What trends have you seen recently in the way large organisations monitor and respond to customer experience?
The key to thinking about this is taking the customer’s perspective. Easy to say, hard to do. Many companies have adopted ways of making sure they know about each piece of the interaction (e.g. connection rate or completion rate) for each of their contact points such as inbound and outbound calls, email, website, SMS, web chat, but still have no clue about what it’s like to be our customer.
"Customers are not interested in any of the ingredients in the sausage you are making. They just want to know it’s nutritious, tastes good, and provides value."
Here’s an example: You have a problem with cable service, so you call the cable provider. After 20 minutes on hold and a nerve-wracking phone-decision tree, you finally get a human being representative, who is very helpful, and gets you the help you need. Then the technician comes to your home, nearly an hour later than the two-hour appointment window, and leaves without getting everything done, because he ran out of the part he needed to do your job. So you have to make another appointment, wait again, and finally get fixed something that shouldn’t have gone wrong in the first place. You can’t decide if it’s worth it to go through the call process again to get a refund for the days the service wasn’t working. Then you get an email asking you to review the repair job. But when you open the email, you find a bait and switch message; what the cable company wants to know is whether the phone rep was good or not? You delete the email without answering it.
What do we learn from this?
Customers are not interested in any of the ingredients in the sausage you are making. They just want to know it’s nutritious, tastes good, and provides value. Asking about one small piece of the overall experience feels irrelevant to them.
You and I know that what’s happening is that the vendor who handles the complaint calls wants to prove to the company their reps are doing a good job. So they only care about that one piece of the entire experience. The customer just feels as though she doesn’t get to tell her side of the story and how frustrating all the rest of the experience was.
The one part that does get measured is actually the only part that was good. (And too bad the good phone rep doesn’t get to hear about it.)
What would you most like your audience to take away from your upcoming presentation at WOBI in June?
Old rules need not apply. The question to ask yourself every day in the shower is this: Since all of our revenue – by definition – comes from customers, what am I doing to make sure we are getting the best ones, keeping them longer, and growing them bigger by providing them with great customer experiences and solving their problems – even ones they haven’t articulated yet? And how do we use artificial intelligence and deep machine learning to do all that more efficiently and effectively?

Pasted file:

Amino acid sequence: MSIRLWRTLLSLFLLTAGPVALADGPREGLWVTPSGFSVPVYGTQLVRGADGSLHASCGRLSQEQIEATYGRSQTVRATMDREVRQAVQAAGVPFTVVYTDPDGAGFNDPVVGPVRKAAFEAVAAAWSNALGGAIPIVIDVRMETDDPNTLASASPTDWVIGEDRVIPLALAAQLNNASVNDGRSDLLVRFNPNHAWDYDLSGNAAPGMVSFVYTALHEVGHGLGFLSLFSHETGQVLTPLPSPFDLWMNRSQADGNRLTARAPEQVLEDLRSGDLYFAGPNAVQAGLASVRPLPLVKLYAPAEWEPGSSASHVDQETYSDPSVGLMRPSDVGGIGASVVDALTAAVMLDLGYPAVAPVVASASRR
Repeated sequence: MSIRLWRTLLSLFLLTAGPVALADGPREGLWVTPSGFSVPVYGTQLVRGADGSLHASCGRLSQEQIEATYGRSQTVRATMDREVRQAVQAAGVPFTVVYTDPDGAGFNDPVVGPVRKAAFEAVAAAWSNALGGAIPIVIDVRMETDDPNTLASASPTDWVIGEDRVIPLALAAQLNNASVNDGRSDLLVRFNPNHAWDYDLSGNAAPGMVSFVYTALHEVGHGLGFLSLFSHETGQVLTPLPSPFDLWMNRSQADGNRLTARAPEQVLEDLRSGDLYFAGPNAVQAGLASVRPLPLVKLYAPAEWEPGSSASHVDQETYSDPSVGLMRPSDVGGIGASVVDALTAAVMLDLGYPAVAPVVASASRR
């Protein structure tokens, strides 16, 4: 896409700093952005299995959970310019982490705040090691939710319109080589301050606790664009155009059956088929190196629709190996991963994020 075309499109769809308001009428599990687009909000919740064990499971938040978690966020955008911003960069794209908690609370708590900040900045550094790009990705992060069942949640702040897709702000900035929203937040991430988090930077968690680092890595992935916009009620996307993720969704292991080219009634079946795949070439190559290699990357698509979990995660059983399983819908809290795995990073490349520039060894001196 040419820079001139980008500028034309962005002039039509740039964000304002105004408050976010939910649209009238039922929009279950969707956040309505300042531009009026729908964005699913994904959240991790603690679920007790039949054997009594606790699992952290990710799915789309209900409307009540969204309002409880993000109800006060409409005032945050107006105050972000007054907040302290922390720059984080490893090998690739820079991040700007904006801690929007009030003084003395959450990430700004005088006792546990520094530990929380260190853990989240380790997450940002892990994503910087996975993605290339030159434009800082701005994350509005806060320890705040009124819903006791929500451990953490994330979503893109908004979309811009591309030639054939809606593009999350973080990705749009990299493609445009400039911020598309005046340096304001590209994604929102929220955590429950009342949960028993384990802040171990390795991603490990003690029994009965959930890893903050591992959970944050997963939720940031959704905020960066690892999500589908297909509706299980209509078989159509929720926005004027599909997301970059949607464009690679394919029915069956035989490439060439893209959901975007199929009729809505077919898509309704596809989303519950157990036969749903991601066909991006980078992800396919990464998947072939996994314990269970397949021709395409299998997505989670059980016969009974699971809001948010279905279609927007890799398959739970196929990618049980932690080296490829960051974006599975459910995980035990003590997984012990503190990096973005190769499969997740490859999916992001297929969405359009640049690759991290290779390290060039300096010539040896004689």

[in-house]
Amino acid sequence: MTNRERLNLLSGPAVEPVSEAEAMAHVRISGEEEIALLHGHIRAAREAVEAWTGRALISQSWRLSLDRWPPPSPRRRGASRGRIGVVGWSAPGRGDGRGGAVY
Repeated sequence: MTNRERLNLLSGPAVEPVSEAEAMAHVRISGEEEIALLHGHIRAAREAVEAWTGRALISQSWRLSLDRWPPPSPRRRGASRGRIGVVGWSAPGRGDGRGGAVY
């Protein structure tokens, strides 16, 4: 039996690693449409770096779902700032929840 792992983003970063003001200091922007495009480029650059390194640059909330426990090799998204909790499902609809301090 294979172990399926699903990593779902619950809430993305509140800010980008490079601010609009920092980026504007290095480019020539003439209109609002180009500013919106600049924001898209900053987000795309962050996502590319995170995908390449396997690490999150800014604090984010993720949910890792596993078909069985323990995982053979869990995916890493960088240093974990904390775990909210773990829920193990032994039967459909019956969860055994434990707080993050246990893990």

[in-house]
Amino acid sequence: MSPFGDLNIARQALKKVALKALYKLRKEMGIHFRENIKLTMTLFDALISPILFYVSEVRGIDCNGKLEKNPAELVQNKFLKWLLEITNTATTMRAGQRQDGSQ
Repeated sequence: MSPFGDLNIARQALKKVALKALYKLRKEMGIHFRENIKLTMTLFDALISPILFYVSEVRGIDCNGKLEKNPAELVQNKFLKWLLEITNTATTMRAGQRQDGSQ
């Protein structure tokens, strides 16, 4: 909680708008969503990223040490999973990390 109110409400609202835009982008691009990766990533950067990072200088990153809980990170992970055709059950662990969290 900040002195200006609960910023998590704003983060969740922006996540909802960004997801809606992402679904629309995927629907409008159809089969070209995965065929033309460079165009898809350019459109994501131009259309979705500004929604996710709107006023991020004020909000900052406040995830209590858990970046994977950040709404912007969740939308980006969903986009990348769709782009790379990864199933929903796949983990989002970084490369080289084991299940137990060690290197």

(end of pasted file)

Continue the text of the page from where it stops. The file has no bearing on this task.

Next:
And a little about you Martha…
Where did you grow up and what was it like?
I grew up in Pensacola, Florida, USA, near the sugar-white-sand beaches. Beautiful area of the country, lovely moss-covered live oak trees, and magnolias. I was ninth-generation of my family to be born in Pensacola, and I was the first to move north of the Mason-Dixon line (established in the U.S. Civil War of 1860-65). Lucky to have excellent public schools and then I worked my way through college with scholarships, work-study, and loans. Now we live in a great old landmark home in Connecticut, on the national historic register, and have a place in New York, where we often work and attend theatre and ballet, and get to spend time talking to a lot of very interesting people.
Is there someone or something, in particular, that has influenced your life/career?
I worked hard and saved money starting with my first full time summer job at age 14, in order to pay my way through college and graduate school. I’ve been selling stuff since Girl Scout cookies when I was little. (Best place to sell em? Local county jails.) One of my early jobs was writing ad copy, and that’s when I learned the difference between extolling a product, and figuring out what a customer needed and how a product might help. Some important influencers for me have been Tom Peters and Phil Kotler, both of them very smart guys who never stopped learning and teaching. And of course, I’ve learned the most from our clients from companies around the world, who have been in the trenches and honoured us with the chance to help improve the lives of their customers and the profitability of their businesses.
You have travelled extensively with your presentations, have you got a favourite destination?
If the planes are on time and I know there will be smart people where I’m going, that’s my favourite destination. The big cities in Europe and Asia are fascinating, and I love the Andes and the Nebraska Sand Hills in the U.S., as well as our great cities. Of course, I have always been in love with all parts of Australia and have realized that if I were to move away from the New York area, Australia is the only other place I’d really want to live.
What is something that most people don’t know about you?
I loved dance and was in a performing company for five years. And yes, sang and danced in musicals. In a past life, I made my own bread and grew my own beansprouts. And I come from a big family; we are on group text conversations every day, including the millennial generation among us. Ain’t tech grand?
Want to hear more from Dr Martha Rogers? Click here for details about her upcoming presentation at this year's World Business Forum, to be held on May 28 & 29 in Sydney. Industry Moves' readers can use promo code IM10 when purchasing tickets to receive a 10% discount.
Industry Moves is a proud supporting partner of the event.